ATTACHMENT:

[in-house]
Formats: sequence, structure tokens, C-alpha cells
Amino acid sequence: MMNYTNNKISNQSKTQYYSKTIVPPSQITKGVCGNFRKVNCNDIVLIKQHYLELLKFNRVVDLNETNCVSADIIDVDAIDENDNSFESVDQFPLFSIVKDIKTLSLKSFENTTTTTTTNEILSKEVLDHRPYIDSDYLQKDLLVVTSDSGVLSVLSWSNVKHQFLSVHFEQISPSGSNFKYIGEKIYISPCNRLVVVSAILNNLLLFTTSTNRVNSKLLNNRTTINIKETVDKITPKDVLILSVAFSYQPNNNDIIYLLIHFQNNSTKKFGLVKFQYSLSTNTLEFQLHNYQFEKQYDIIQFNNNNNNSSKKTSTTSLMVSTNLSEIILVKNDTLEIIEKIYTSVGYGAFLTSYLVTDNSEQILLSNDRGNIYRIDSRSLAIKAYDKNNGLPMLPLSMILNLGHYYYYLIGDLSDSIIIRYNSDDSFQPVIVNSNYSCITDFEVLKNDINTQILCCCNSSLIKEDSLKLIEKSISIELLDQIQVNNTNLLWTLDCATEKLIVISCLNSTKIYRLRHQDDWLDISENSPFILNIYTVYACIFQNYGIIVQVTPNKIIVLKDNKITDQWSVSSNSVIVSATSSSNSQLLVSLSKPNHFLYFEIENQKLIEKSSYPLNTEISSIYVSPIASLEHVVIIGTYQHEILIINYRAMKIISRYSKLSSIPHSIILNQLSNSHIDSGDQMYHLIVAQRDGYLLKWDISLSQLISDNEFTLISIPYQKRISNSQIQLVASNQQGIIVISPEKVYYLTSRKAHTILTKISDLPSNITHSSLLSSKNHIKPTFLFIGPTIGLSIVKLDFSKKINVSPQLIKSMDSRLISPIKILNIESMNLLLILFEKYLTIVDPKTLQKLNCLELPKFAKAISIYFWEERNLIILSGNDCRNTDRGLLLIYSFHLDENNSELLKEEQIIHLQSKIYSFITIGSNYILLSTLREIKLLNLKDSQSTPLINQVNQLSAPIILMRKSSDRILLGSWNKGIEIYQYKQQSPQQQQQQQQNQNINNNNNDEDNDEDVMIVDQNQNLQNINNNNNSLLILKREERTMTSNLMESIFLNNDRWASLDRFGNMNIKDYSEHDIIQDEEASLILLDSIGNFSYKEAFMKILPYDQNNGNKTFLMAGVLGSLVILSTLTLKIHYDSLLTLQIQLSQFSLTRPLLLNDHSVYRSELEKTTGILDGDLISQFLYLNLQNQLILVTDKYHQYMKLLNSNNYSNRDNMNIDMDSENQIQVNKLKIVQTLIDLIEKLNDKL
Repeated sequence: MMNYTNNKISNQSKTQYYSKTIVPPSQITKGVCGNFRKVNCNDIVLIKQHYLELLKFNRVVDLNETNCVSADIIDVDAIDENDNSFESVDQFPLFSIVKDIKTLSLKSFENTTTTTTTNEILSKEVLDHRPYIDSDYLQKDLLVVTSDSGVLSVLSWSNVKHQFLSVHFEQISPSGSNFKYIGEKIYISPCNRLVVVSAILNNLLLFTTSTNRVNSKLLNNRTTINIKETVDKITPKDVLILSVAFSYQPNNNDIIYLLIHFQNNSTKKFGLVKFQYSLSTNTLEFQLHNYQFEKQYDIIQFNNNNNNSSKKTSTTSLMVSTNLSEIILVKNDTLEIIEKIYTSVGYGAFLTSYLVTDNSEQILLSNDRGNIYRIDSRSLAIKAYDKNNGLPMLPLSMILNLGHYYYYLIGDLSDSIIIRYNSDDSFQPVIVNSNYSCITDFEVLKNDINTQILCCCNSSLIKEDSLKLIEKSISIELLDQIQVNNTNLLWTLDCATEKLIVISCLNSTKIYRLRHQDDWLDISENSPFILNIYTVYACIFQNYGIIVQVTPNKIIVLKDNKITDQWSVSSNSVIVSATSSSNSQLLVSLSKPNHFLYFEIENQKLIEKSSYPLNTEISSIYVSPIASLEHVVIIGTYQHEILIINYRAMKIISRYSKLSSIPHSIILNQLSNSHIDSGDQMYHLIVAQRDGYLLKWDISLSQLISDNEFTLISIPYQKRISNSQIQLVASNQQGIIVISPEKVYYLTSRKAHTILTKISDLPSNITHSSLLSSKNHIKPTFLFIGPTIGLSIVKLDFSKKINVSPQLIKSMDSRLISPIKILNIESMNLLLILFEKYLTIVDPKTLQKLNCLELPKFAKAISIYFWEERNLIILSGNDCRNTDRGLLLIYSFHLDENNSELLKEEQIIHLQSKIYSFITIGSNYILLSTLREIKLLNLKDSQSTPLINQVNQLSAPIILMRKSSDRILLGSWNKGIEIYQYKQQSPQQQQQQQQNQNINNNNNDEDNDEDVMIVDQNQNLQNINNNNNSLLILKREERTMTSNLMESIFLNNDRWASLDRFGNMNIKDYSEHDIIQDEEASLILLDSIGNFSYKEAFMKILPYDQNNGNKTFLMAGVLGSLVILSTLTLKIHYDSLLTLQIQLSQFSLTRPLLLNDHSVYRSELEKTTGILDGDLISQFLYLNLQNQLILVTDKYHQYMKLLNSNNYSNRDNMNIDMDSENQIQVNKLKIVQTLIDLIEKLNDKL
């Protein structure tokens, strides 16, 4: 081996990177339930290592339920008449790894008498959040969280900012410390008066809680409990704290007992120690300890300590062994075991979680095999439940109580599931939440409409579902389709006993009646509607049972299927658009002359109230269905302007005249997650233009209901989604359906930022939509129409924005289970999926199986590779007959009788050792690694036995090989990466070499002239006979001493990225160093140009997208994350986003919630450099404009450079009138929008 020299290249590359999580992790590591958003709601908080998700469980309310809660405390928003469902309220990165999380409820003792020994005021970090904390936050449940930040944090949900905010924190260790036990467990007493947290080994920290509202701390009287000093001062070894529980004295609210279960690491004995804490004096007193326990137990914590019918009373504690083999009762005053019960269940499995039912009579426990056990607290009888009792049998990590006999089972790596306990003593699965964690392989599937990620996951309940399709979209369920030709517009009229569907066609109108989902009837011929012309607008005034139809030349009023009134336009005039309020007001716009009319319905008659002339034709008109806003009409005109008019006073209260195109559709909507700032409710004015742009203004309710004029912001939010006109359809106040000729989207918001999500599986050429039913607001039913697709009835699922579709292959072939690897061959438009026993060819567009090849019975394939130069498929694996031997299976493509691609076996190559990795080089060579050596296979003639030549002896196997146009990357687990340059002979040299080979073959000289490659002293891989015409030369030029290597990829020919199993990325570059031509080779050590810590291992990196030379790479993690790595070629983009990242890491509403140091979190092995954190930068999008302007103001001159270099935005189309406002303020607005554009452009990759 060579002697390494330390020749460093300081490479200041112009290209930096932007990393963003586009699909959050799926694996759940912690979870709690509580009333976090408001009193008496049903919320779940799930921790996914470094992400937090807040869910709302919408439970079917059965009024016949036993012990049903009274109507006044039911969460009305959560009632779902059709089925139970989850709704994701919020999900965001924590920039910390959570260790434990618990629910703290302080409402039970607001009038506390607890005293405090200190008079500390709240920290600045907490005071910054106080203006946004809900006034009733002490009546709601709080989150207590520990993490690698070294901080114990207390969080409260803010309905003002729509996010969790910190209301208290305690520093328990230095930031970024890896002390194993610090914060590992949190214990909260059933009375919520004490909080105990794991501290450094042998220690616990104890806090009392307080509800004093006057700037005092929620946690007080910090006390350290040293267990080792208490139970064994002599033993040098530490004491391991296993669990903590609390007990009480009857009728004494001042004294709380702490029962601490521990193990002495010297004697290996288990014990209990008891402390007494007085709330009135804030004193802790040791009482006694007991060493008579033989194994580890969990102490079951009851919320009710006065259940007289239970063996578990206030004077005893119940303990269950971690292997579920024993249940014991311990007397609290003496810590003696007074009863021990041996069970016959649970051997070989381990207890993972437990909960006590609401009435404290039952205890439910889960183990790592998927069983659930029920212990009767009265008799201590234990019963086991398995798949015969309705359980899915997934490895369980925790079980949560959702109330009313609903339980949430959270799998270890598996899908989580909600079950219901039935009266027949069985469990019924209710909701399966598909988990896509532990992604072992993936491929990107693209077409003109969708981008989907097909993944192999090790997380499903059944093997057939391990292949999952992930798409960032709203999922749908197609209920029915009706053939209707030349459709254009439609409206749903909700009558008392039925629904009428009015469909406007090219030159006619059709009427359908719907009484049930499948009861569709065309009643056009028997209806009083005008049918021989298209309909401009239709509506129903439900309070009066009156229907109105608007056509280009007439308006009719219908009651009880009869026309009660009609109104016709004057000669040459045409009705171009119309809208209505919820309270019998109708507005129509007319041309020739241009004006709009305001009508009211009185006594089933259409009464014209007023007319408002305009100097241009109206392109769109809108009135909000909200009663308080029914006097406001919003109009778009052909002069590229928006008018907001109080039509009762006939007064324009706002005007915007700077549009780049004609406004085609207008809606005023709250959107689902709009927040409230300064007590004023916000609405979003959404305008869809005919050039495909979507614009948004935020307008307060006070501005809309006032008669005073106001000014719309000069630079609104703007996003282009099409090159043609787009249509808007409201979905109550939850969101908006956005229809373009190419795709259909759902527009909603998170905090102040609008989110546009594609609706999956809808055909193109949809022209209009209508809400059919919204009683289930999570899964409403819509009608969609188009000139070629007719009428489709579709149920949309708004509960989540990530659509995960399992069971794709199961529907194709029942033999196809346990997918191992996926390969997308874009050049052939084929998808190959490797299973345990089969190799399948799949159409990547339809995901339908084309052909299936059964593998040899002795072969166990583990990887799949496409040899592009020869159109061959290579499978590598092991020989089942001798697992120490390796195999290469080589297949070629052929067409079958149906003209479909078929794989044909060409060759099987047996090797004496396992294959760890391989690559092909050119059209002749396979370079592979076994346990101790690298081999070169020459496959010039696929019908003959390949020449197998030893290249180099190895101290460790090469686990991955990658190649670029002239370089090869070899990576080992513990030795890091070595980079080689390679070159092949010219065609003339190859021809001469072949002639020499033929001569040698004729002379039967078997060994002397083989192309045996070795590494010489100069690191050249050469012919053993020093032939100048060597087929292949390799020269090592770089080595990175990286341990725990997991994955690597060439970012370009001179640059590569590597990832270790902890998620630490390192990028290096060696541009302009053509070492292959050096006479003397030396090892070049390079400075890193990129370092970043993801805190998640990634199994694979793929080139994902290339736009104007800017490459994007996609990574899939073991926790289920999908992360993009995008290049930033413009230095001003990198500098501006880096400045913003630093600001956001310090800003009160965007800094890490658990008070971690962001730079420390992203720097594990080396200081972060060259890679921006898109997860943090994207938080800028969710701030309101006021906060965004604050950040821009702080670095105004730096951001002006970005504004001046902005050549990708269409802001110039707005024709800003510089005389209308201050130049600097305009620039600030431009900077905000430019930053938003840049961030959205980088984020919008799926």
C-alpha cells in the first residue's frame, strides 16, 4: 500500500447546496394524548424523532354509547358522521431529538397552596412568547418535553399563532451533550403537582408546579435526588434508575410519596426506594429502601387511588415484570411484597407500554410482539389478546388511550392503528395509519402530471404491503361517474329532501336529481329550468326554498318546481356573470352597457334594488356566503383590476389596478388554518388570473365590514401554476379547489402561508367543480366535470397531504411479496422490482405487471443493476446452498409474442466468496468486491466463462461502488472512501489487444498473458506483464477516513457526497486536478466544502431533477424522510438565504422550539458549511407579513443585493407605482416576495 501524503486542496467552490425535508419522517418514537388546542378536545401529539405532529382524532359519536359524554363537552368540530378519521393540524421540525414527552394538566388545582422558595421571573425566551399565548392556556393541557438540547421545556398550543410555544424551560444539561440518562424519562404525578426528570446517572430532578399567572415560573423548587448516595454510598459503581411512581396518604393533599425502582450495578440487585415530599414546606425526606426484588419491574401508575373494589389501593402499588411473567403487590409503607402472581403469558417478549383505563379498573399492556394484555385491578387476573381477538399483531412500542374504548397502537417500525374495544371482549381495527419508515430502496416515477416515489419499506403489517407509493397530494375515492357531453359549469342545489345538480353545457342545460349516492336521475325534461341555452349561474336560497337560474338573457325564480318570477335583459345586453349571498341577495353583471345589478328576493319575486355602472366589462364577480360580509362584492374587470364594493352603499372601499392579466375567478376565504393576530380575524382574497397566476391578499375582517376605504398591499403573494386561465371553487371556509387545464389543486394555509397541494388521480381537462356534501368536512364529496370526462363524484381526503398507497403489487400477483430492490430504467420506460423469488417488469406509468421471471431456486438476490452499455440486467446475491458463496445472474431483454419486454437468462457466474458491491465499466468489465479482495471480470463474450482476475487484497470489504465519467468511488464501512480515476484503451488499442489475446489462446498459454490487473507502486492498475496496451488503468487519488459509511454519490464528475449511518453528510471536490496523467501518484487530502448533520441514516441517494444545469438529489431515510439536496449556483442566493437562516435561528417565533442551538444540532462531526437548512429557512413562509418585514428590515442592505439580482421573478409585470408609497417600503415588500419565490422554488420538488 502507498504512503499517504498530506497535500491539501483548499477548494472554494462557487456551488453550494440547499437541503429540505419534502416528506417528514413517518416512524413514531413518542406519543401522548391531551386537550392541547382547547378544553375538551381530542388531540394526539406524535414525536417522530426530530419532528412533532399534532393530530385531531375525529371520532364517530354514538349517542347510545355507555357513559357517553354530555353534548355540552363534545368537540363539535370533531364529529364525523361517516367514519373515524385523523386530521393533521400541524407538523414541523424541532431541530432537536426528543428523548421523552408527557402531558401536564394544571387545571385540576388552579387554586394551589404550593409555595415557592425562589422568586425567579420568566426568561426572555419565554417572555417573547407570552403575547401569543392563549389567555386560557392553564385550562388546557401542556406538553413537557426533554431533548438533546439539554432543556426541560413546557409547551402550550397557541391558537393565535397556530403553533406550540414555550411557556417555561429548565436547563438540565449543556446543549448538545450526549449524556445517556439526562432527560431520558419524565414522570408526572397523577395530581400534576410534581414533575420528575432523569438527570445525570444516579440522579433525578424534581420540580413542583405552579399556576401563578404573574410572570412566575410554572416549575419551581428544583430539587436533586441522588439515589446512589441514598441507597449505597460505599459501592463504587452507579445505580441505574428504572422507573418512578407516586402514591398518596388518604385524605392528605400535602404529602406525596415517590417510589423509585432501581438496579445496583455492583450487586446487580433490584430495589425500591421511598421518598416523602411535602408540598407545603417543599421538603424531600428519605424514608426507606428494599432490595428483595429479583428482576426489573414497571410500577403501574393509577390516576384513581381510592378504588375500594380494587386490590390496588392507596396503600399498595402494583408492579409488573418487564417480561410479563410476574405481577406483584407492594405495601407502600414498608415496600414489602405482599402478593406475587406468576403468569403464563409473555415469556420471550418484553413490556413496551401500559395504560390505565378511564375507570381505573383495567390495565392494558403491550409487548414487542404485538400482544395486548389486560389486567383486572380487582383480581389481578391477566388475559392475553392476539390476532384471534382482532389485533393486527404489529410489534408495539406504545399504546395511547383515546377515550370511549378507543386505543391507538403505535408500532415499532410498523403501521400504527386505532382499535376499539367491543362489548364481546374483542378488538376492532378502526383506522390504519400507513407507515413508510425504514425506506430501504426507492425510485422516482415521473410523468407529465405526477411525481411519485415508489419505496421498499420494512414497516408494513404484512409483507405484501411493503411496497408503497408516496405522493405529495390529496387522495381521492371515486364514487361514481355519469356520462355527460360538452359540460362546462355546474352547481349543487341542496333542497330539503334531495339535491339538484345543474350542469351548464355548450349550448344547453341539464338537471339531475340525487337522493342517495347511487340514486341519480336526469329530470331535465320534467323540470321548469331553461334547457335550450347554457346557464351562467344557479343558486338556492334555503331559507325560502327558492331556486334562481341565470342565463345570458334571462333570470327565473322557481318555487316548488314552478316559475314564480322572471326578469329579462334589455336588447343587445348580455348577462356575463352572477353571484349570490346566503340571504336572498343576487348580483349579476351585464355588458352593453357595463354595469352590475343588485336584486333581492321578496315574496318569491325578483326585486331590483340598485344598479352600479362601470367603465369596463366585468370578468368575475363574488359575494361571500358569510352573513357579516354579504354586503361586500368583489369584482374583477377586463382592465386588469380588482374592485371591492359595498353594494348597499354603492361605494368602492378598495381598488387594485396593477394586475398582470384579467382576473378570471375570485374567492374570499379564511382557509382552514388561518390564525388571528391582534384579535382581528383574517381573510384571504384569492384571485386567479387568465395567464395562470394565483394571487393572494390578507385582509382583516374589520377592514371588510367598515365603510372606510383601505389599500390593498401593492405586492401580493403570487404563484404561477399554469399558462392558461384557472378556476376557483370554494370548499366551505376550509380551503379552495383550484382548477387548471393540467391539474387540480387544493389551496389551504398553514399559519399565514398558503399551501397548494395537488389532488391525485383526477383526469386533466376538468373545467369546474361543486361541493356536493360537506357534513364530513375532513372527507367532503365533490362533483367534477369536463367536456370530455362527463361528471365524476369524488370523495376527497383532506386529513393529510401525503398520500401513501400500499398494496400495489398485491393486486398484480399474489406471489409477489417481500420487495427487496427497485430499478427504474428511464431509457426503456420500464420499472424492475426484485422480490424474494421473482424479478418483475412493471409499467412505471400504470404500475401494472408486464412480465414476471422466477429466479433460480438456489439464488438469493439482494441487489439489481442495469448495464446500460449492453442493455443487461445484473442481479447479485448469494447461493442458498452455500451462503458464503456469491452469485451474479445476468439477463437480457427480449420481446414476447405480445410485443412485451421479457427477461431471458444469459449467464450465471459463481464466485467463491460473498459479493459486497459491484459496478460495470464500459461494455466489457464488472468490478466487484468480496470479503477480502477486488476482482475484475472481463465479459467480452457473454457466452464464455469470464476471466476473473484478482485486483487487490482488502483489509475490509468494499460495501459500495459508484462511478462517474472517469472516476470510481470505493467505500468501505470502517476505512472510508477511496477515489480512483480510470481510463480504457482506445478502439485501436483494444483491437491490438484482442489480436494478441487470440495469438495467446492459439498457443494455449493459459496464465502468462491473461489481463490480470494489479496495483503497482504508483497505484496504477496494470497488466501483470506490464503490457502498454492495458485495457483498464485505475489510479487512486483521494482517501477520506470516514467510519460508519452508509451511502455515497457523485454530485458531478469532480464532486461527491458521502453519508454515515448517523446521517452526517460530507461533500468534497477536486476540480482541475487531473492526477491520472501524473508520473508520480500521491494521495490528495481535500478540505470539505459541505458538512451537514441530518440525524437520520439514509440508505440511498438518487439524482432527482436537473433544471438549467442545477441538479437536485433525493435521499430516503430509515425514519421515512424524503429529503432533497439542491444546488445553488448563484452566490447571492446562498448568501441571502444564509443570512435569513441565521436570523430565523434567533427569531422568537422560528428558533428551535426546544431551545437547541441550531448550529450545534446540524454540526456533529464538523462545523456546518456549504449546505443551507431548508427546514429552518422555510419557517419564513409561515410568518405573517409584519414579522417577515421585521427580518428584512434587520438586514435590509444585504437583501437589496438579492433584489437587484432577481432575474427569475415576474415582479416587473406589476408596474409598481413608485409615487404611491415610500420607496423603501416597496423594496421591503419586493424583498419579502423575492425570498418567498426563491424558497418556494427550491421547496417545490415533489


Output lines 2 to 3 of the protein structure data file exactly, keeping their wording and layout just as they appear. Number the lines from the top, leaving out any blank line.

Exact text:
Formats: sequence, structure tokens, C-alpha cells
Amino acid sequence: MMNYTNNKISNQSKTQYYSKTIVPPSQITKGVCGNFRKVNCNDIVLIKQHYLELLKFNRVVDLNETNCVSADIIDVDAIDENDNSFESVDQFPLFSIVKDIKTLSLKSFENTTTTTTTNEILSKEVLDHRPYIDSDYLQKDLLVVTSDSGVLSVLSWSNVKHQFLSVHFEQISPSGSNFKYIGEKIYISPCNRLVVVSAILNNLLLFTTSTNRVNSKLLNNRTTINIKETVDKITPKDVLILSVAFSYQPNNNDIIYLLIHFQNNSTKKFGLVKFQYSLSTNTLEFQLHNYQFEKQYDIIQFNNNNNNSSKKTSTTSLMVSTNLSEIILVKNDTLEIIEKIYTSVGYGAFLTSYLVTDNSEQILLSNDRGNIYRIDSRSLAIKAYDKNNGLPMLPLSMILNLGHYYYYLIGDLSDSIIIRYNSDDSFQPVIVNSNYSCITDFEVLKNDINTQILCCCNSSLIKEDSLKLIEKSISIELLDQIQVNNTNLLWTLDCATEKLIVISCLNSTKIYRLRHQDDWLDISENSPFILNIYTVYACIFQNYGIIVQVTPNKIIVLKDNKITDQWSVSSNSVIVSATSSSNSQLLVSLSKPNHFLYFEIENQKLIEKSSYPLNTEISSIYVSPIASLEHVVIIGTYQHEILIINYRAMKIISRYSKLSSIPHSIILNQLSNSHIDSGDQMYHLIVAQRDGYLLKWDISLSQLISDNEFTLISIPYQKRISNSQIQLVASNQQGIIVISPEKVYYLTSRKAHTILTKISDLPSNITHSSLLSSKNHIKPTFLFIGPTIGLSIVKLDFSKKINVSPQLIKSMDSRLISPIKILNIESMNLLLILFEKYLTIVDPKTLQKLNCLELPKFAKAISIYFWEERNLIILSGNDCRNTDRGLLLIYSFHLDENNSELLKEEQIIHLQSKIYSFITIGSNYILLSTLREIKLLNLKDSQSTPLINQVNQLSAPIILMRKSSDRILLGSWNKGIEIYQYKQQSPQQQQQQQQNQNINNNNNDEDNDEDVMIVDQNQNLQNINNNNNSLLILKREERTMTSNLMESIFLNNDRWASLDRFGNMNIKDYSEHDIIQDEEASLILLDSIGNFSYKEAFMKILPYDQNNGNKTFLMAGVLGSLVILSTLTLKIHYDSLLTLQIQLSQFSLTRPLLLNDHSVYRSELEKTTGILDGDLISQFLYLNLQNQLILVTDKYHQYMKLLNSNNYSNRDNMNIDMDSENQIQVNKLKIVQTLIDLIEKLNDKL